They include Gerstmann-Straussler-Scheinker (GSS) disease, fatal familial insomnia, familial British dementia and familial Danish dementia. Symptoms of Gerstmann-Straussler-Scheinker (GSS) disease include ataxia and progressive dementia occurring at the age of 50-60 and may persist till the death of the individual. Fatal familial insomnia is characterized by damaged thalamus that upsets sleep of an individual. Other symptoms include dementia, poor reflexes, hallucinations and coma. The disease becomes fatal within 7-13 months after the appearance of symptoms. Familial British and familial Danish dementias are linked with defects on the gene located on chromosome 13. The symptoms of both the diseases include progressive dementia, paralysis and loss of balance.
Dementia can also occur in individuals suffering from movement problems. The relationship between primary dementia and these problems is not clear. Although dementia frequently affects adults but it can also occur in children for example infections and poisoning may lead to dementia in individuals of any age. Some disorders unique to children may also cause dementia. Niemann-Pick disease is a type of inherited disorder where specific gene mutations affect metabolism of cholesterol and lipids so excessive amount of cholesterol accumulates in liver and spleen while excessive lipids accumulate in brain. The symptoms include dementia, confusions and problems of learning and memory. The disease is known to affect the young school going children but may also affect teen agers.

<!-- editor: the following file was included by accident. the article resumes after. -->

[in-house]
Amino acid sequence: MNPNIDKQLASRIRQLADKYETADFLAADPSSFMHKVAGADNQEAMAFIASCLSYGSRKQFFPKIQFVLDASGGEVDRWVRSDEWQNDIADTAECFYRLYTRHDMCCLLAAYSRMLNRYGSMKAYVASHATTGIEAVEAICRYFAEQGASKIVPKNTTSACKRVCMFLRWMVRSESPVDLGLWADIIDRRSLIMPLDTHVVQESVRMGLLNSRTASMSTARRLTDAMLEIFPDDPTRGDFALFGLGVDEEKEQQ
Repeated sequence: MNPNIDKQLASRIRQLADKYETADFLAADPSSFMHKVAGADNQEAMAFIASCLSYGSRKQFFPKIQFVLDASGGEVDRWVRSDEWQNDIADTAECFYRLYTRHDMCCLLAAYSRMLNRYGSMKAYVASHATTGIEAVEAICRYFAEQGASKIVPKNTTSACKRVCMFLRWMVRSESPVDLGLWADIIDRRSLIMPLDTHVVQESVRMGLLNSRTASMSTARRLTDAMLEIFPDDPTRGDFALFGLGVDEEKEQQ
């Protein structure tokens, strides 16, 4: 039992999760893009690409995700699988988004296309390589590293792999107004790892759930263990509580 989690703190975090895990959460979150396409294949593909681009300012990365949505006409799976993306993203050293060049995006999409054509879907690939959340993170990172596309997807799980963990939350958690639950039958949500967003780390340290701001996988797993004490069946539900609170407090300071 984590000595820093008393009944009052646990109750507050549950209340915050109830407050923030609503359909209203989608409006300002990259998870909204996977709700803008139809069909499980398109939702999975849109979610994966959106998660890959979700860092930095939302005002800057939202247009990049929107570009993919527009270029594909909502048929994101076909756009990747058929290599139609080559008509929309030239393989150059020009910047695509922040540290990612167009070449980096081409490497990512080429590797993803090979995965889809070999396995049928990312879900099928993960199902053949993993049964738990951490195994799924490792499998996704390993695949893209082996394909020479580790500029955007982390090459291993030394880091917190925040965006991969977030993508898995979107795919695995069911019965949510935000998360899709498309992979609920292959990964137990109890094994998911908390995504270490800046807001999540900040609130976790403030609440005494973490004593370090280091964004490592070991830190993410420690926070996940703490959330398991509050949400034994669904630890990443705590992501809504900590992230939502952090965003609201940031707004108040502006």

Batten disease is also a fatal hereditary disorder of the central nervous system occurring in childhood. The symptoms include formation of lipopigments in body tissues and early symptoms include personality and behavior changes, clumsiness or stumbling. As the disease advances children may experience mental impairment, loss of sight and motor skills, become blind and bedridden. Lafora body disease is a rare genetic disorder responsible for causing progressive dementia and movement problems. The symptoms arise in the early childhood or late teens and are characterized by the presence of Lafora bodies in brain, skin, muscles and liver and death of child within 2-10 years.
Other conditions causing dementia